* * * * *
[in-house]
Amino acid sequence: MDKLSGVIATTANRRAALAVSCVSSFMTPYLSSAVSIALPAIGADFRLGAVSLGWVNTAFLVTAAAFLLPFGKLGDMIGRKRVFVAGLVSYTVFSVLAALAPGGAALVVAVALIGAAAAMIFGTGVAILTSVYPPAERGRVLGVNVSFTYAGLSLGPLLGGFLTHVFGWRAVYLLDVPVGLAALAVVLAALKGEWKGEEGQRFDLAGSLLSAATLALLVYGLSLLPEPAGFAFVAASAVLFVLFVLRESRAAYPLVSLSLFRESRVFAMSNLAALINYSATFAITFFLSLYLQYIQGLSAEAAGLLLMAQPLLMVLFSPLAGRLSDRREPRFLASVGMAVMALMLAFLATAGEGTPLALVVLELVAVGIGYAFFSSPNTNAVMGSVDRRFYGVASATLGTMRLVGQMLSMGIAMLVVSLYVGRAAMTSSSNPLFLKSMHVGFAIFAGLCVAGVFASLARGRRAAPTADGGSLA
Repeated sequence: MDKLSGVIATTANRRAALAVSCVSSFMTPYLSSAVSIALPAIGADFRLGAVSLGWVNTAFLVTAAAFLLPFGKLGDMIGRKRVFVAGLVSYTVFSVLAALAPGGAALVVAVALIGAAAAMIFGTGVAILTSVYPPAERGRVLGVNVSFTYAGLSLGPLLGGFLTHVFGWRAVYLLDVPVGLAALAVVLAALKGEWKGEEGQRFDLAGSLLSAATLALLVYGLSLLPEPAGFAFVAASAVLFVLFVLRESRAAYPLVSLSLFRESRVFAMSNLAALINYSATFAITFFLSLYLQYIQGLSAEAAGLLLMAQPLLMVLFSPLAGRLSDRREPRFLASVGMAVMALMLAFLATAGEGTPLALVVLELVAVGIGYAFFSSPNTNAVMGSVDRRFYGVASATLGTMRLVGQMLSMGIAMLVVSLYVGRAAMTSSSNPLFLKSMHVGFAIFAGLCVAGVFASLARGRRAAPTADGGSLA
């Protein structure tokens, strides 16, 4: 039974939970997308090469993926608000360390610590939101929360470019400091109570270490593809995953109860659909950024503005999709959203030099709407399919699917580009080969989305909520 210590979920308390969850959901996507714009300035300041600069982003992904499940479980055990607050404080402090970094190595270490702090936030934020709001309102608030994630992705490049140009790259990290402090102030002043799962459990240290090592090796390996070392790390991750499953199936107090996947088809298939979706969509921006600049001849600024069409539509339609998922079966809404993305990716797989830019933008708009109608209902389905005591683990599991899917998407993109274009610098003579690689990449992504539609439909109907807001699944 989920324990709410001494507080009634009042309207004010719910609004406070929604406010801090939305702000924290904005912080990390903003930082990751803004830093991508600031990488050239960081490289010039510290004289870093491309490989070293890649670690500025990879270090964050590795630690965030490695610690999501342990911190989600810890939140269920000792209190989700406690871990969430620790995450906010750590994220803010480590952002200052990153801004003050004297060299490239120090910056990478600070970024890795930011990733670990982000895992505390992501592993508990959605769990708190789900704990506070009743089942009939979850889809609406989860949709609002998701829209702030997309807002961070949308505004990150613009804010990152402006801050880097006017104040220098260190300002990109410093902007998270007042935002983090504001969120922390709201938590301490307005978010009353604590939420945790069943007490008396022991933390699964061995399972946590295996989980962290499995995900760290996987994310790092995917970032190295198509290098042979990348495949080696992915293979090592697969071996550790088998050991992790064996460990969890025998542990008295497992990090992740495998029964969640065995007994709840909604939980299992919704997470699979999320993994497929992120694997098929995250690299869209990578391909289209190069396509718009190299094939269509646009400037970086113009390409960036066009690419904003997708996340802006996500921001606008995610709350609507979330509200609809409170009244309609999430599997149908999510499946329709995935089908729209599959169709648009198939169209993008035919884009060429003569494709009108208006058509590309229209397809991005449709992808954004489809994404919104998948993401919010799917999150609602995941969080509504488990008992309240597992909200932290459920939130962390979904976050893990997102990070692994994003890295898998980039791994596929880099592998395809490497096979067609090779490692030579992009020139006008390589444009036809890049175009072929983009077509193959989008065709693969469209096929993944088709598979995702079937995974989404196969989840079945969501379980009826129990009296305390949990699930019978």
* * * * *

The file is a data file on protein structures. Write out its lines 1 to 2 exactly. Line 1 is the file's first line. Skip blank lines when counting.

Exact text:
[in-house]
Amino acid sequence: MDKLSGVIATTANRRAALAVSCVSSFMTPYLSSAVSIALPAIGADFRLGAVSLGWVNTAFLVTAAAFLLPFGKLGDMIGRKRVFVAGLVSYTVFSVLAALAPGGAALVVAVALIGAAAAMIFGTGVAILTSVYPPAERGRVLGVNVSFTYAGLSLGPLLGGFLTHVFGWRAVYLLDVPVGLAALAVVLAALKGEWKGEEGQRFDLAGSLLSAATLALLVYGLSLLPEPAGFAFVAASAVLFVLFVLRESRAAYPLVSLSLFRESRVFAMSNLAALINYSATFAITFFLSLYLQYIQGLSAEAAGLLLMAQPLLMVLFSPLAGRLSDRREPRFLASVGMAVMALMLAFLATAGEGTPLALVVLELVAVGIGYAFFSSPNTNAVMGSVDRRFYGVASATLGTMRLVGQMLSMGIAMLVVSLYVGRAAMTSSSNPLFLKSMHVGFAIFAGLCVAGVFASLARGRRAAPTADGGSLA